We are God’s Name—Good Shepherd Sunday

Sermon was delivered at St. Andrew’s Lutheran Church, Perkasie PA

Psalm 23
1 John 3:16-24
John 10:11-18

This Sunday our worship service at St. Andrew’s was created in a collaboration between all the churches in the neighboring region (the Upper Bucks Conference, of our Southeastern PA Synod of the ELCA). My very short reflection was plunked in the middle as an added bonus for folks from our congregation.

Pastor Krey and I again want to thank all the churches and leaders who had a hand in creating this wonderful offering, this beautiful service we have been worshipping along with. I especially want to thank Pastor Erica Wesch, the Dean of our Upper Bucks Conference of congregations, as well as Pastor Heidi Rodrick-Schnaath who lovingly stitched this video together. 

I just wanted to give you all, here at St. Andrew’s, a tiny personalized message this morning. Pastor Erica, and her conversation partner Royal, did a lovely job of bringing to life the images in our Scripture readings: God in Christ is indeed our shepherd, who loves and cares for us, who gives so completely of himself for us, his flock.

But there was a line in our Psalm this morning that caught my attention, “He leads me in right paths for his name’s sake.” Or for you traditionalists, who prefer Psalm 23 in the Elizabethan language of the King James Version, “He leadeth me in the paths of righteousness for his name’s sake.”

This verse is a wonderful summary of the love of God, shown to us in Christ. God leads us, like a shepherd leads a flock, out into good pasture. But why, ultimately, does God lead us?

This might seem like a ridiculous question, right?

God leads us, you would say, like Pastor Erica proclaimed, out into places that might be a little scary, but for our own good—to nurture us, to help us grow and thrive, to save us. But our Psalm, if you notice, in both translations, new and old,  says that God leads us on right paths, on paths of righteousness, not for our sake, but for God’s Name’s sake.

It’s not that God leads me on right paths so I feel awesome—so that I am the best sheep in the flock. But for God’s name’s sake. What is that? What is God’s name, and how do you do something for its sake?

Well, a name is what you are called by. Joshua. Pastor Sullivan. It is how you know me. More than words or sounds: my name is how I am known to the world. And the same is true of God. God’s name is how the world knows God. God showed out first that God’s “Name” is Jesus. Christ is how we believe God wanted to be known to the world. But the time of Christ being known as a bodily human being named “Jesus of Nazareth” is past.

Jesus has ascended, we say, which means: Christ has fully given himself to us. In our baptism, in the Eucharist meal, the Holy Spirit is breathed into the Church. The Church, now, is the Body of Christ, we believe. We now are God’s Name. Each and everyone one of you are syllables in God’s long, enchanted and enchanting Name. God leads us on right paths, paths of love and mercy… why? so that the world would know God.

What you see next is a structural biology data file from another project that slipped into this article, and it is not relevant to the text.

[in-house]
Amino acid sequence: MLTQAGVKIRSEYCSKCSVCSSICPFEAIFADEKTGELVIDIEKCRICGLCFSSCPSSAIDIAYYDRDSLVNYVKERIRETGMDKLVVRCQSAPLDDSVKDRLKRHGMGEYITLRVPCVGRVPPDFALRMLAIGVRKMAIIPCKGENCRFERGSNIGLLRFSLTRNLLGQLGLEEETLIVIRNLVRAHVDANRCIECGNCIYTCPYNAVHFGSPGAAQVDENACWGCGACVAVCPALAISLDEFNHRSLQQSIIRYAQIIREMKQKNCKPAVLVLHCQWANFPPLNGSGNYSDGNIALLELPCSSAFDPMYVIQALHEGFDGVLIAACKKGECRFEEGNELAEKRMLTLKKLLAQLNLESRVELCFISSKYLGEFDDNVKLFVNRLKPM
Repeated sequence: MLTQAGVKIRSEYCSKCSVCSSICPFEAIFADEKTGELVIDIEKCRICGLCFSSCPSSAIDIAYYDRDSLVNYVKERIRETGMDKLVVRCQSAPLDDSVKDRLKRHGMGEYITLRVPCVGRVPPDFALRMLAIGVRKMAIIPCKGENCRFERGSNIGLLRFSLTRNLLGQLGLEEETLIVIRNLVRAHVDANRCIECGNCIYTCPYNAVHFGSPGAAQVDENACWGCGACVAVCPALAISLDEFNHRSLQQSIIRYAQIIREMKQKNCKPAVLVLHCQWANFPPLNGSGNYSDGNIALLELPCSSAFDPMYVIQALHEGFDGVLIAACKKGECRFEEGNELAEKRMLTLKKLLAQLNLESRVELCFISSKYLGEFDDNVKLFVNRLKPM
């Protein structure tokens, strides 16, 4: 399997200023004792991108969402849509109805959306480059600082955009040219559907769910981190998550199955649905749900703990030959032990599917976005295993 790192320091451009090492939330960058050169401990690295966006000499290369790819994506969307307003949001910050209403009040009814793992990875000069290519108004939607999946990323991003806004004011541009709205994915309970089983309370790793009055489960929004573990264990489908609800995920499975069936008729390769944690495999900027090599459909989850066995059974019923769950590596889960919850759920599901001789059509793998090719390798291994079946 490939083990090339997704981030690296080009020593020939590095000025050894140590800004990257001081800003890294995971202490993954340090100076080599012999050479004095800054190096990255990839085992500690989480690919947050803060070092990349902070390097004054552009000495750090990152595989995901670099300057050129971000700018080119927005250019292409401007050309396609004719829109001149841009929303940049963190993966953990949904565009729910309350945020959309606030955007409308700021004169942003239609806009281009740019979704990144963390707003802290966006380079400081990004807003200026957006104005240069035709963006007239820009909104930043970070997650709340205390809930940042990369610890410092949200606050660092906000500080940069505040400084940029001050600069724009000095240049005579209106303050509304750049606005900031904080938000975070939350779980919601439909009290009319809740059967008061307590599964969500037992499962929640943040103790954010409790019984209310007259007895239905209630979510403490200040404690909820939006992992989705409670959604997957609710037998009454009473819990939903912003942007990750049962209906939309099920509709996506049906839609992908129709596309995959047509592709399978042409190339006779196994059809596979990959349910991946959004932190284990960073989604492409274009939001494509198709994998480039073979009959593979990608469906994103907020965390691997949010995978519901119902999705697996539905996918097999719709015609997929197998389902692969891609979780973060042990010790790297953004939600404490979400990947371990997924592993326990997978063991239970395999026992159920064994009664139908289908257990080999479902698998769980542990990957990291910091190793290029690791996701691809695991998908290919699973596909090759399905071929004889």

And this is what leads us to the other reading shared with us this morning. This is what John is up to in his 1st letter when he writes: “We know love by this, that [Christ] laid down his life for us—and we ought to lay down our lives for one another. How does God’s love abide in anyone who has the world’s goods and sees a brother or sister in need and yet refuses help? Little children, let us love, not in word or speech, but in truth and action.”

Why does God lead us on right paths? Paths which do lead to good pasture, paths that do lead to health, to transformation, to life? Why: So that others would know God, would know that this universe has an author, who is nothing if not unending love.

“Little children, let us love, not in word or speech, but in truth and action.”

And yet, there has never been a more challenging time to be God’s Name. To whom do we show love? Do we really show love to people of color? Do we really show love to human beings who are law enforcement officers? Do we show love to the Republicans in our lives? To the Democrats? Do we show real love to the convicted, the “low-class,” all the undeserving ones?

Jesus received the command to lead from God, he tells us in John’s Gospel. And in John’s letter, our other lesson, we, too, have been commanded to lead. Not for ourselves, not for our self-help, but to help, in a sense, “pronounce” the name of God in the world. To make God’s name known, which is love in action; God’s name, which is truth revealed; God’s name, which is the Body of Christ; God’s name, to which each and every one of you belongs.

To lay down your life for others, as Jesus shows, is, in perhaps some extreme cases, to die. But more often than not, “laying down your life” is to lay down your prejudice, your ego, your own sense of who is in the right and who is in the wrong. God has not called us to be God’s little, pet judges. God has called us to make real God’s name of unconditional love.

So I invite you as the Springtime turns to Summer, because of your baptism into Christ’s body, I invite you to believe that your whole lives—all that you have done and will do for others—all of your love, is for the sake of God’s name.

The Lord is my shepherd; I shall not want. He maketh me to lie down in green pastures:he leadeth me beside the still waters. He restoreth my soul: he leadeth me in the paths of righteousness for his name’s sake.

Amen.